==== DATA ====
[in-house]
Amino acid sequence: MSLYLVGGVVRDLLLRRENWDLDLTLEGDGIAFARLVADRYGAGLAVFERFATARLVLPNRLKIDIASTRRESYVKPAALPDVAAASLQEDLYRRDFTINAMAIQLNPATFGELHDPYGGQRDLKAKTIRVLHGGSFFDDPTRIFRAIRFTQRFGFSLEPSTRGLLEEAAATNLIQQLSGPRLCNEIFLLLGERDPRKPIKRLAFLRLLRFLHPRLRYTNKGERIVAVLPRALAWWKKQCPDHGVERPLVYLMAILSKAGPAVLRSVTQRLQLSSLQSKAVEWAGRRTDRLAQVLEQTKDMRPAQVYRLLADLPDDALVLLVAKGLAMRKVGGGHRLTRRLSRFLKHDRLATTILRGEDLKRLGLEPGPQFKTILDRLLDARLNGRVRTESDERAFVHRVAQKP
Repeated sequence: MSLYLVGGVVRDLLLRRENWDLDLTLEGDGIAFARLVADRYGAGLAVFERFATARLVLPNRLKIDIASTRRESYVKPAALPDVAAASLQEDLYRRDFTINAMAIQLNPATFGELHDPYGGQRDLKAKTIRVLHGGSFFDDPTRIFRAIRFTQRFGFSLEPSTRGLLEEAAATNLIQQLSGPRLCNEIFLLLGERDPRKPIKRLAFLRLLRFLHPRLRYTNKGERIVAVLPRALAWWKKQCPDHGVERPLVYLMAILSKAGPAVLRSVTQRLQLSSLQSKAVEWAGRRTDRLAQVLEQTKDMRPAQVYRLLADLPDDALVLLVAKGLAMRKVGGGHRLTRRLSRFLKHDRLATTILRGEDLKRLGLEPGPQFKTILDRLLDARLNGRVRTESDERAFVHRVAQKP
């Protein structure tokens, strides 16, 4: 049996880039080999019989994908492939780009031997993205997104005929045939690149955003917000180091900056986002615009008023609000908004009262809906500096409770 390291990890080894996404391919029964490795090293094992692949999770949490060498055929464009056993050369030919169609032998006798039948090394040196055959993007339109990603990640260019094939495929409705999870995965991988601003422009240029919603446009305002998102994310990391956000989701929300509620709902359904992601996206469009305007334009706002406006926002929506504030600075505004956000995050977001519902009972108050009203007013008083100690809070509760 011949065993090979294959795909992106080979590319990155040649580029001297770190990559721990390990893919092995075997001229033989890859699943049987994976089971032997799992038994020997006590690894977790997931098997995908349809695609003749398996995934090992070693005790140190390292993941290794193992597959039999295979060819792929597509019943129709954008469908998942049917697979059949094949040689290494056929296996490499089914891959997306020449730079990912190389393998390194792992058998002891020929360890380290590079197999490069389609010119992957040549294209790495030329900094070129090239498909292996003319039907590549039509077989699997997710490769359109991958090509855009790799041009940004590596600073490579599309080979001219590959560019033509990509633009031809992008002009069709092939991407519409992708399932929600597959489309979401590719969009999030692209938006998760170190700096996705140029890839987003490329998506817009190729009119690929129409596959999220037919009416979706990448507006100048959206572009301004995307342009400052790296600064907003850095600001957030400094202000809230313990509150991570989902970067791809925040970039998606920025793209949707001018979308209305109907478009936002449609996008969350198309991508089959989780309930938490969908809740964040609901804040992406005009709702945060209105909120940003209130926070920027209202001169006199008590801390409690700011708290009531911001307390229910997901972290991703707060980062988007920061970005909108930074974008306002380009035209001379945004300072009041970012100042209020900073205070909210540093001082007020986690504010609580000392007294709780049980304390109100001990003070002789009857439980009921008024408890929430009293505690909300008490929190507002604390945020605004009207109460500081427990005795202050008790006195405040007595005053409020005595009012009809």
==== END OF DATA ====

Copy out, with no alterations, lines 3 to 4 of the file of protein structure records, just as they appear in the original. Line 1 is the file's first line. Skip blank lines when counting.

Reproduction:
Repeated sequence: MSLYLVGGVVRDLLLRRENWDLDLTLEGDGIAFARLVADRYGAGLAVFERFATARLVLPNRLKIDIASTRRESYVKPAALPDVAAASLQEDLYRRDFTINAMAIQLNPATFGELHDPYGGQRDLKAKTIRVLHGGSFFDDPTRIFRAIRFTQRFGFSLEPSTRGLLEEAAATNLIQQLSGPRLCNEIFLLLGERDPRKPIKRLAFLRLLRFLHPRLRYTNKGERIVAVLPRALAWWKKQCPDHGVERPLVYLMAILSKAGPAVLRSVTQRLQLSSLQSKAVEWAGRRTDRLAQVLEQTKDMRPAQVYRLLADLPDDALVLLVAKGLAMRKVGGGHRLTRRLSRFLKHDRLATTILRGEDLKRLGLEPGPQFKTILDRLLDARLNGRVRTESDERAFVHRVAQKP
């Protein structure tokens, strides 16, 4: 049996880039080999019989994908492939780009031997993205997104005929045939690149955003917000180091900056986002615009008023609000908004009262809906500096409770 390291990890080894996404391919029964490795090293094992692949999770949490060498055929464009056993050369030919169609032998006798039948090394040196055959993007339109990603990640260019094939495929409705999870995965991988601003422009240029919603446009305002998102994310990391956000989701929300509620709902359904992601996206469009305007334009706002406006926002929506504030600075505004956000995050977001519902009972108050009203007013008083100690809070509760 011949065993090979294959795909992106080979590319990155040649580029001297770190990559721990390990893919092995075997001229033989890859699943049987994976089971032997799992038994020997006590690894977790997931098997995908349809695609003749398996995934090992070693005790140190390292993941290794193992597959039999295979060819792929597509019943129709954008469908998942049917697979059949094949040689290494056929296996490499089914891959997306020449730079990912190389393998390194792992058998002891020929360890380290590079197999490069389609010119992957040549294209790495030329900094070129090239498909292996003319039907590549039509077989699997997710490769359109991958090509855009790799041009940004590596600073490579599309080979001219590959560019033509990509633009031809992008002009069709092939991407519409992708399932929600597959489309979401590719969009999030692209938006998760170190700096996705140029890839987003490329998506817009190729009119690929129409596959999220037919009416979706990448507006100048959206572009301004995307342009400052790296600064907003850095600001957030400094202000809230313990509150991570989902970067791809925040970039998606920025793209949707001018979308209305109907478009936002449609996008969350198309991508089959989780309930938490969908809740964040609901804040992406005009709702945060209105909120940003209130926070920027209202001169006199008590801390409690700011708290009531911001307390229910997901972290991703707060980062988007920061970005909108930074974008306002380009035209001379945004300072009041970012100042209020900073205070909210540093001082007020986690504010609580000392007294709780049980304390109100001990003070002789009857439980009921008024408890929430009293505690909300008490929190507002604390945020605004009207109460500081427990005795202050008790006195405040007595005053409020005595009012009809």